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More just a strain on Balkan pockets, roaming charges over EU borders are another example of how deeper regional integration could make everyone’s life easier.by Boyko Vassilev 20 December 2017
If you want to study the new geography of the Balkans, just follow mobile roaming.
Bulgarians know: the fees are the same if you go north and south, because Romania and Greece are European Union members. Turkey, Macedonia, and Serbia are not, so going in the other directions can turn expensive. Going west from Bulgaria is especially painful – and frustrating, since it’s enough to venture just a few kilometers into Serbian territory to be subjected to the unbelievable roaming rate of three (or more) euros per minute. That is a high price to pay for a neighbor’s non-EU status.
On the other hand, the entire situation shows how much the EU matters. Open borders and a higher standard of living have led Bulgarians and Romanians to travel more for pleasure. And when the economic crisis hit, northern Greece was blessed with hoards of tourists coming from these countries and did better than other parts of Greece. In Bulgaria, hotels and restaurant owners in the northeast quickly learned Romanian – and for that matter their Serbian colleagues learned Bulgarian in return. If only the roaming was not such a cash killer.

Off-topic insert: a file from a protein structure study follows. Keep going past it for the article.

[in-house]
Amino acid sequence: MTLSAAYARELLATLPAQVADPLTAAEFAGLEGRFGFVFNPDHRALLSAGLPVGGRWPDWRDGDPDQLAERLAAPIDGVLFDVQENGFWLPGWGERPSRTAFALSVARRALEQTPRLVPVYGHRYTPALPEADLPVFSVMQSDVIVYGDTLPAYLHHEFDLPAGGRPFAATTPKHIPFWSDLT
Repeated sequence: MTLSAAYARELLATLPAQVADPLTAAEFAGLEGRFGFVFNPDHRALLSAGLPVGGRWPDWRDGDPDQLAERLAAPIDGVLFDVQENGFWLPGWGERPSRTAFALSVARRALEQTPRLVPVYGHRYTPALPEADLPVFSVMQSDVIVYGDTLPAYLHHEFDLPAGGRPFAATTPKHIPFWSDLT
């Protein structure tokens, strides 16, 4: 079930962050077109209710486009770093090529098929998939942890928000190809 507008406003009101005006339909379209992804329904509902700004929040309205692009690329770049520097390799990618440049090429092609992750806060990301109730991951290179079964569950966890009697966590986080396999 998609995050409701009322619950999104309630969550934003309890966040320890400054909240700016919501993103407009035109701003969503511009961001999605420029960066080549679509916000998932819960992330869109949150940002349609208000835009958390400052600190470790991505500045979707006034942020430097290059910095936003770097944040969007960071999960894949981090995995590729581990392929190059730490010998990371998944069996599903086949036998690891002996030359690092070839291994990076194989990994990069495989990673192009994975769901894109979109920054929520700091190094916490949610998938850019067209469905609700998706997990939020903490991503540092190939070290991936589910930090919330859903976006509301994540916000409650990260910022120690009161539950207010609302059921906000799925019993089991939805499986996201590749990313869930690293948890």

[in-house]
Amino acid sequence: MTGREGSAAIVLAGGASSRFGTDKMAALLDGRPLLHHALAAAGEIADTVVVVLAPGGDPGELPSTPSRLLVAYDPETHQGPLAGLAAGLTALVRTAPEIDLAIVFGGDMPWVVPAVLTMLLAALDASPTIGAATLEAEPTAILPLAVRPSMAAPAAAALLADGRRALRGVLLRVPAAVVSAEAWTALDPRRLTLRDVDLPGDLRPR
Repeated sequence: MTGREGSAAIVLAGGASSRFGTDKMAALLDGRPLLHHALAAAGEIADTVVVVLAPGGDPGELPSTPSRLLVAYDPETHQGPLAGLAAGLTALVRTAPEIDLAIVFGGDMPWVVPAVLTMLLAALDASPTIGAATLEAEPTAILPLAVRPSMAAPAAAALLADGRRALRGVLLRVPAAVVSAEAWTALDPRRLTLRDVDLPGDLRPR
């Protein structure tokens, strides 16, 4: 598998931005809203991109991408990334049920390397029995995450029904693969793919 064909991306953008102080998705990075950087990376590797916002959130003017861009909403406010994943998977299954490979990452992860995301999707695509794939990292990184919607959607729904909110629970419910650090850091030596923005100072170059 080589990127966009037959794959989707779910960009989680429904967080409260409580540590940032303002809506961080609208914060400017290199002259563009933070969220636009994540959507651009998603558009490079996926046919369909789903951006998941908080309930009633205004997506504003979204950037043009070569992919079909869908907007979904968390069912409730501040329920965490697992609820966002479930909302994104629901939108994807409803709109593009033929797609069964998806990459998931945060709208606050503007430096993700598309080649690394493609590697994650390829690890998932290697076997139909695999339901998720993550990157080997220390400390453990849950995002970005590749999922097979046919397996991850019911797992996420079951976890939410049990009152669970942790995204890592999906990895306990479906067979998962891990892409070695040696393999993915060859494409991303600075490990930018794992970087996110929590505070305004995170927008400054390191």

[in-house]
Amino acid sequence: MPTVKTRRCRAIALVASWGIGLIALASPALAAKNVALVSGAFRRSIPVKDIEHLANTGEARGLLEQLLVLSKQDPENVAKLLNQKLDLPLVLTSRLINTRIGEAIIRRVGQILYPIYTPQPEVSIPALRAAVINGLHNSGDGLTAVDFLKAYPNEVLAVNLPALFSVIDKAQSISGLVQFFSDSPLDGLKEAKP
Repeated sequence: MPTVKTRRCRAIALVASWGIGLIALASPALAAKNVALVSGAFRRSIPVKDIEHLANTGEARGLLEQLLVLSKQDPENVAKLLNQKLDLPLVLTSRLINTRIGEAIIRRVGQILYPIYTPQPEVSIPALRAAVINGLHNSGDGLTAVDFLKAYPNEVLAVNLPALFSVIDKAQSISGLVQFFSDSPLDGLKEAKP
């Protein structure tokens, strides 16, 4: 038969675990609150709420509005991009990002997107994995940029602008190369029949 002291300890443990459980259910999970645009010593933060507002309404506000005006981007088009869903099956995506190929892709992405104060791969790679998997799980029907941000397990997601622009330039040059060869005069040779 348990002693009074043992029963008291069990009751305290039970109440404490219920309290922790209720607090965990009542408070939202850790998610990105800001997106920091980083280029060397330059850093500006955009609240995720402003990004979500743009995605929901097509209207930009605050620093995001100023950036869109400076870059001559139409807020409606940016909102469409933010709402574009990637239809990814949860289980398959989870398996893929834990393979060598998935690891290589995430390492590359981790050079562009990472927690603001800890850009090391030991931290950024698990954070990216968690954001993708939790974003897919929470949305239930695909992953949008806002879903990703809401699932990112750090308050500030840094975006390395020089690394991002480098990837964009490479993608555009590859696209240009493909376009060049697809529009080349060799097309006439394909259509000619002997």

In the meantime, politicians quickly sniffed out an issue that voters care about, and roaming is on the table as part of the framework of the so-called Berlin process. Started in that city in 2014, this flagship German (and EU) initiative intends to boost regional cooperation in the Western Balkans. Brussels cannot offer these countries a clear perspective of EU membership in the foreseeable future, but wants to keep the process rolling, so it comes up with incentives to sweeten the pill. Here, Bulgaria is instrumental, since Sofia will hold the rotating EU presidency for six months starting this January.
There has been action already. On 23 November, Bulgaria and Macedonia signed an agreement to ease the price of roaming, and, on 9 December, Bulgaria struck a similar deal with Serbia. “This is among the issues that are not just political,” Serbian Prime Minister Ana Brnabic told me in an interview. “They have real value to people.” Everybody hopes that when governments lead, private companies like telecoms will follow.
Pragmatism is in the air, and not only about roaming. Bulgaria and Serbia talk about roads (the Sofia – Nis highway is expanding), gas interconnectors, and common projects. Additionally, Sofia is mediating between Belgrade and Brussels, and offering Serbia its expertise on fulfilling the EU accession criteria required for membership.